Journalist Mac McClelland worked as a picker in an order fulfillment warehouse, not unlike the one that got a bit of press attention in Allentown PA recently, after workers passed out from the heat.
The days blend into each other. But it’s near the end of my third day that I get written up. I sent two of some product down the conveyor line when my scanner was only asking for one; the product was boxed in twos, so I should’ve opened the box and separated them, but I didn’t notice because I was in a hurry. With an hour left in the day, I’ve already picked 800 items. Despite moving fast enough to get sloppy, my scanner tells me that means I’m fulfilling only 52 percent of my goal. A supervisor who is a genuinely nice person comes by with a clipboard listing my numbers. Like the rest of the supervisors, she tries to create a friendly work environment and doesn’t want to enforce the policies that make this job so unpleasant. But her hands are tied. She needs this job, too, so she has no choice but to tell me something I have never been told in 19 years of school or at any of some dozen workplaces.”You’re doing really bad,” she says.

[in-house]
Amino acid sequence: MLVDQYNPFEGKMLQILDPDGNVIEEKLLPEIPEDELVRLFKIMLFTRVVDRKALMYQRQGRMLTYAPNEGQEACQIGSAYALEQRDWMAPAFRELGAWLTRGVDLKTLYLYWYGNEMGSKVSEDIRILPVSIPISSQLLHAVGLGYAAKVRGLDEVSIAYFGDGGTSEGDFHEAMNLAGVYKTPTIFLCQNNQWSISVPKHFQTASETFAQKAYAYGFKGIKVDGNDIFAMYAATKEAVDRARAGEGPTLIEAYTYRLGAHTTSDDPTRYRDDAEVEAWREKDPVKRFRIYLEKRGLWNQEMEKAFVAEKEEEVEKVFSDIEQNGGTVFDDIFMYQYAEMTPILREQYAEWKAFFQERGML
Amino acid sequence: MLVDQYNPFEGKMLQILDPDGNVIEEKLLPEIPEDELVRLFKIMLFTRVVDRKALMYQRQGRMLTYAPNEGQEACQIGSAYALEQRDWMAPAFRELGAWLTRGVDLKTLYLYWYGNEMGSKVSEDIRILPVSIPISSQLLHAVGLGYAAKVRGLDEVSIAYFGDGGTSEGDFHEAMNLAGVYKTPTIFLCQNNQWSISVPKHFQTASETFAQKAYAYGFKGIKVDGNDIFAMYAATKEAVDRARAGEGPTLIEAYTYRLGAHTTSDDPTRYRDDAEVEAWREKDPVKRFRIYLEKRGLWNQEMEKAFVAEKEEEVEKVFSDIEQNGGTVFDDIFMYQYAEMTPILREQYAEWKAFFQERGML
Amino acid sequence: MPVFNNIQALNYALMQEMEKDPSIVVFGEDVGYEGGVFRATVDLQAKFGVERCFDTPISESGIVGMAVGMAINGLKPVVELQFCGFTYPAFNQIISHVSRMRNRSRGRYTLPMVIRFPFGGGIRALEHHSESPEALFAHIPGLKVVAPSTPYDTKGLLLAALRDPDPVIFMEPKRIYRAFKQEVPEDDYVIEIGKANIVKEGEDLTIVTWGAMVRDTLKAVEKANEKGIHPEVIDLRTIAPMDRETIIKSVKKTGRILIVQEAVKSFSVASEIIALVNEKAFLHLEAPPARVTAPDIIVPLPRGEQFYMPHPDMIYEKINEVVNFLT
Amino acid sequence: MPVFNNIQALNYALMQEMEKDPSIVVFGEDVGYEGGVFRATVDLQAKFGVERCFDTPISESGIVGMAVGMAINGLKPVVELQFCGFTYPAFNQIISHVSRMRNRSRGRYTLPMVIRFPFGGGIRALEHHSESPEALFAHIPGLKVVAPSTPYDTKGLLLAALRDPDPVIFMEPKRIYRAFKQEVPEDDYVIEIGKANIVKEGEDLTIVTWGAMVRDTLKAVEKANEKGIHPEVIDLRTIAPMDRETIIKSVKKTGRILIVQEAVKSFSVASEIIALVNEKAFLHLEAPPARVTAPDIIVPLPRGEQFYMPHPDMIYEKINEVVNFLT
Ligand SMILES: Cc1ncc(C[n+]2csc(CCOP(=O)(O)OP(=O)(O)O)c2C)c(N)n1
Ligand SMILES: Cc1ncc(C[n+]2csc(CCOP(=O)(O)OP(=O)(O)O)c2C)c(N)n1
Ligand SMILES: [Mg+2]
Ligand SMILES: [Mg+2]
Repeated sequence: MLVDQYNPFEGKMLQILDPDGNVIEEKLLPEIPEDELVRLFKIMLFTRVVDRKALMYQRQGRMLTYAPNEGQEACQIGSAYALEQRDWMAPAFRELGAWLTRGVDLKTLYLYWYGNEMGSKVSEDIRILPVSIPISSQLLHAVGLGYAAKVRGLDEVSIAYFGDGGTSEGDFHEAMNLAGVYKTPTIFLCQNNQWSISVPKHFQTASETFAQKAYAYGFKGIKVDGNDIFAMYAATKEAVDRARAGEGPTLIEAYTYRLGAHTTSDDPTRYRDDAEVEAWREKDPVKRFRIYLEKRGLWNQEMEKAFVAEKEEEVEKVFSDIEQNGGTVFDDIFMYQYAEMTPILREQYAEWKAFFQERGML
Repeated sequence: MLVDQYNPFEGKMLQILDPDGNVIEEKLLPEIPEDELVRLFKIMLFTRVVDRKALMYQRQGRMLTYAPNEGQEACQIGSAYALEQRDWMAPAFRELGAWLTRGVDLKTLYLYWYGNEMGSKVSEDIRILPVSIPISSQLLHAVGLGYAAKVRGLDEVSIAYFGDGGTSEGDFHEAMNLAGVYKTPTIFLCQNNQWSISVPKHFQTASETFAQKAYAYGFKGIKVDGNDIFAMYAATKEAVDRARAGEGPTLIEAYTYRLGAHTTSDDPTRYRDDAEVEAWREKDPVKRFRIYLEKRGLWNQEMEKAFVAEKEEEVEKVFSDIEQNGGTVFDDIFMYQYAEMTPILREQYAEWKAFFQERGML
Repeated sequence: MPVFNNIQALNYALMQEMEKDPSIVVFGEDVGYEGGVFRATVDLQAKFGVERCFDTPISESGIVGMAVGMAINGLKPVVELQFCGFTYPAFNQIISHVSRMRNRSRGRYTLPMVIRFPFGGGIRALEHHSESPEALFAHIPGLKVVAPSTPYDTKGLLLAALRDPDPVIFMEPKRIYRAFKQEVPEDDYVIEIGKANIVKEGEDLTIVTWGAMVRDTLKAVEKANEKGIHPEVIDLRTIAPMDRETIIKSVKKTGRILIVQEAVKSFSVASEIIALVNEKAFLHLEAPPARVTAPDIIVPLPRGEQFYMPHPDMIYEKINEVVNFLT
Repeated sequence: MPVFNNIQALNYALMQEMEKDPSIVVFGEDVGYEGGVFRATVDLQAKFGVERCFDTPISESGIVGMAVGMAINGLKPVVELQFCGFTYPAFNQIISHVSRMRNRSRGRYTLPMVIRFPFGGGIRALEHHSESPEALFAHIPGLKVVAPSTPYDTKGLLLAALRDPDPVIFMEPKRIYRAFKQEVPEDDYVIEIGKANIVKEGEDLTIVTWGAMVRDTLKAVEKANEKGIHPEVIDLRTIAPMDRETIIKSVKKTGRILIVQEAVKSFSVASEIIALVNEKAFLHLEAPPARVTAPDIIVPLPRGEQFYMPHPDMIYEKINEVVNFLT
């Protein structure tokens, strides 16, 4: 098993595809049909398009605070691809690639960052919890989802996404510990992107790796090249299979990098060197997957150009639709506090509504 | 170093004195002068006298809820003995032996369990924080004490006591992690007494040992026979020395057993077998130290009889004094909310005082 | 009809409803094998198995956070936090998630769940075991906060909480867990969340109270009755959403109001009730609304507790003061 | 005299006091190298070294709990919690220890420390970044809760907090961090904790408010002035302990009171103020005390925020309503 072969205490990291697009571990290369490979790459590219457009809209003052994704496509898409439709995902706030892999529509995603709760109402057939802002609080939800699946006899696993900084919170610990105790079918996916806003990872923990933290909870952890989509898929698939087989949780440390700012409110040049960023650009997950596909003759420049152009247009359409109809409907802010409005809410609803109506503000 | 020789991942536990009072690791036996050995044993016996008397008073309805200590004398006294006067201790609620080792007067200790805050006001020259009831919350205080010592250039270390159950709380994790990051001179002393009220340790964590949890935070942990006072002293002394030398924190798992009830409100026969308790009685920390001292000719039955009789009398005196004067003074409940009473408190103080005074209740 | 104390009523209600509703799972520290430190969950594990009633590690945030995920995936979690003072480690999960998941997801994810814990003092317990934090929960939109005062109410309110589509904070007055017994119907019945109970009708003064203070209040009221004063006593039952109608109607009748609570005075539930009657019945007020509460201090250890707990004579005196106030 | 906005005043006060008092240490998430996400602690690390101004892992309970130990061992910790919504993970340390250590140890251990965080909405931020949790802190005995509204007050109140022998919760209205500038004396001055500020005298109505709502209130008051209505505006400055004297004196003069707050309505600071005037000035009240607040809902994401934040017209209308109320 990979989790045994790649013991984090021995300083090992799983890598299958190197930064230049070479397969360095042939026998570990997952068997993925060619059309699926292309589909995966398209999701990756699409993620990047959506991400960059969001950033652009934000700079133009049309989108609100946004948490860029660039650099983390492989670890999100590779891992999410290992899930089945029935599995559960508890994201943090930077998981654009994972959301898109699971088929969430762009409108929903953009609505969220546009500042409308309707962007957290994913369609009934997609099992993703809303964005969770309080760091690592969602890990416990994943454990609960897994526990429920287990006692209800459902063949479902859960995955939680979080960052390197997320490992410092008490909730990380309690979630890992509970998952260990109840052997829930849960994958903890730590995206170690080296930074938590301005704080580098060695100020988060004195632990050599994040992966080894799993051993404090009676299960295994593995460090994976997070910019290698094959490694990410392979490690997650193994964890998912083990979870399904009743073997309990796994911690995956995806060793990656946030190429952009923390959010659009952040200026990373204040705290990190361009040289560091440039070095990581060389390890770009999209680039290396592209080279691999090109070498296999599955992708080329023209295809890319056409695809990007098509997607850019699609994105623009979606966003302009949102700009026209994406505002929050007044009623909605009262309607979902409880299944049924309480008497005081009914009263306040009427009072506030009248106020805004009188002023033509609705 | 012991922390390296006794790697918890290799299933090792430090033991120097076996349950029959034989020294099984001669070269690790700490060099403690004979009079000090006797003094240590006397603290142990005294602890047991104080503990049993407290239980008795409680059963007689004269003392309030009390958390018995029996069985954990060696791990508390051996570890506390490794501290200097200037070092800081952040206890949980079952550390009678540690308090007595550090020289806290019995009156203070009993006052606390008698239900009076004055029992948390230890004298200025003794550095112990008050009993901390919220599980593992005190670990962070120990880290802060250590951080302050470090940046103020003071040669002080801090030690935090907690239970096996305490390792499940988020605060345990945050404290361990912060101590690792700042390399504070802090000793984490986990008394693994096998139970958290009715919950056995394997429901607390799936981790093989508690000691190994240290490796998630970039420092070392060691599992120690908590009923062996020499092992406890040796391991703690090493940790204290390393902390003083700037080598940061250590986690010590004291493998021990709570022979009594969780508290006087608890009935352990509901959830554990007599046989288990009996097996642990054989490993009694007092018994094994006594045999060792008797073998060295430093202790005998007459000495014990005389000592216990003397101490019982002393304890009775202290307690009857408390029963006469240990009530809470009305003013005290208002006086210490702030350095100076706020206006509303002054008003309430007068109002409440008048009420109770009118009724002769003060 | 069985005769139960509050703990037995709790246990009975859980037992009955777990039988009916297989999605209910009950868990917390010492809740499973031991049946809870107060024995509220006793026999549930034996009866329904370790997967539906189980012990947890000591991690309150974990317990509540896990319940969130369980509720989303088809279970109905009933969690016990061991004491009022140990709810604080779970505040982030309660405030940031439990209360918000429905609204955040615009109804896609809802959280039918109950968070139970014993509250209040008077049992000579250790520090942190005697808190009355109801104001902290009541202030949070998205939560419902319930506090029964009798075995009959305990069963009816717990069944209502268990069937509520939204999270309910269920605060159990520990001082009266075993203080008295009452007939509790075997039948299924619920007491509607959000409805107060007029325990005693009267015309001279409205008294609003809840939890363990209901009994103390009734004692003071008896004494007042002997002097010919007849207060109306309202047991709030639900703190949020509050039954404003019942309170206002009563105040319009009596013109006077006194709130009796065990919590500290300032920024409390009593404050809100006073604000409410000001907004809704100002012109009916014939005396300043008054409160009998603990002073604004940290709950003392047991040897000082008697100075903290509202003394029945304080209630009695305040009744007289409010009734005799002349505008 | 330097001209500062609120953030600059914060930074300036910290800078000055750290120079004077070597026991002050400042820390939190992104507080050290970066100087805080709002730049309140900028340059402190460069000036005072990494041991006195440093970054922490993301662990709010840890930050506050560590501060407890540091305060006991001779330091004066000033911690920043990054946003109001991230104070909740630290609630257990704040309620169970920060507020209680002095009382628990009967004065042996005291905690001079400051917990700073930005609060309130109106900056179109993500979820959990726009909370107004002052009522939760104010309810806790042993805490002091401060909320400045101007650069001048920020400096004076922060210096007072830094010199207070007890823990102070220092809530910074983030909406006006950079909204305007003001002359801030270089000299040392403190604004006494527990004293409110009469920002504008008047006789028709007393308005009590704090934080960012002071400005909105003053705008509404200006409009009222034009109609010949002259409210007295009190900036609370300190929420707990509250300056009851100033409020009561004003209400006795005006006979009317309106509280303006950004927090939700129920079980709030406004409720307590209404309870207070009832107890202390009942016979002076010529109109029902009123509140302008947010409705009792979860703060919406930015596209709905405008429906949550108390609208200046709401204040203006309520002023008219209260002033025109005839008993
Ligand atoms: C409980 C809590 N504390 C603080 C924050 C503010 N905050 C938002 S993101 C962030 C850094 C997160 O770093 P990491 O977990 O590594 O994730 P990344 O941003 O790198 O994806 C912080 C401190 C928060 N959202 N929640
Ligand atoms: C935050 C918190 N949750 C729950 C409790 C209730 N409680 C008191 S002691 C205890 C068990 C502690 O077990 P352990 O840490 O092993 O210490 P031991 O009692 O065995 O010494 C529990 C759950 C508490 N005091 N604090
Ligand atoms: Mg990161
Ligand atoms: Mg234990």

So small businesses are forced to close their doors because finding a better price online is as easy as launching a smart phone app; big companies don’t collect sales tax on their orders, making their products cheaper, and ensuring that local governments don’t get the revenue; and there’s a proliferation of sucky, bone-crunching warehouse jobs that people are, in some instances, lining up to apply for.
And the internet was supposed to be good for small business?